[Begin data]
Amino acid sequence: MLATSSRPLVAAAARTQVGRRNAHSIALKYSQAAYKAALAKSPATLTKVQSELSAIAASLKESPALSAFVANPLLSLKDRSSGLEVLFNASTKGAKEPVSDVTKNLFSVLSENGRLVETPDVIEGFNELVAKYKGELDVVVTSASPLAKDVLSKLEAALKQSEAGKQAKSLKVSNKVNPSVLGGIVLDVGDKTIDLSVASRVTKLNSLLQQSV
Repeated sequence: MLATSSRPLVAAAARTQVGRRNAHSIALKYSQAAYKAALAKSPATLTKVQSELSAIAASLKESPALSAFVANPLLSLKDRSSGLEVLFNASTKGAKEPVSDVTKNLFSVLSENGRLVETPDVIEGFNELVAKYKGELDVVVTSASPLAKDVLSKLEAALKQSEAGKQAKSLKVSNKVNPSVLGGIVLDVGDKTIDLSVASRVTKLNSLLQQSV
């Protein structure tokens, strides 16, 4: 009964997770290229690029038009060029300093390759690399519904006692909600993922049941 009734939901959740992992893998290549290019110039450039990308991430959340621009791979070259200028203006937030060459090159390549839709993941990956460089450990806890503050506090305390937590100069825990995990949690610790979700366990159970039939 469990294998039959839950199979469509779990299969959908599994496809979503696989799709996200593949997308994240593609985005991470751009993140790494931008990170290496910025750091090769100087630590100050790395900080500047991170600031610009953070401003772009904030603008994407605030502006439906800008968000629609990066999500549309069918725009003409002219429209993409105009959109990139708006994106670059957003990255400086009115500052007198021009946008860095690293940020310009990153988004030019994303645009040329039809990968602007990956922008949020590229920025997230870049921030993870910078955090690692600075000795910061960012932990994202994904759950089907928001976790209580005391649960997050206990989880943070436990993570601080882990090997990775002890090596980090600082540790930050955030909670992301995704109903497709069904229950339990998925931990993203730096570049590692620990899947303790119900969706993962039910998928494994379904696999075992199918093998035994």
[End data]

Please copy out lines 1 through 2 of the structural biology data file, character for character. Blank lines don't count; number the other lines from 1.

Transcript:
Amino acid sequence: MLATSSRPLVAAAARTQVGRRNAHSIALKYSQAAYKAALAKSPATLTKVQSELSAIAASLKESPALSAFVANPLLSLKDRSSGLEVLFNASTKGAKEPVSDVTKNLFSVLSENGRLVETPDVIEGFNELVAKYKGELDVVVTSASPLAKDVLSKLEAALKQSEAGKQAKSLKVSNKVNPSVLGGIVLDVGDKTIDLSVASRVTKLNSLLQQSV
Repeated sequence: MLATSSRPLVAAAARTQVGRRNAHSIALKYSQAAYKAALAKSPATLTKVQSELSAIAASLKESPALSAFVANPLLSLKDRSSGLEVLFNASTKGAKEPVSDVTKNLFSVLSENGRLVETPDVIEGFNELVAKYKGELDVVVTSASPLAKDVLSKLEAALKQSEAGKQAKSLKVSNKVNPSVLGGIVLDVGDKTIDLSVASRVTKLNSLLQQSV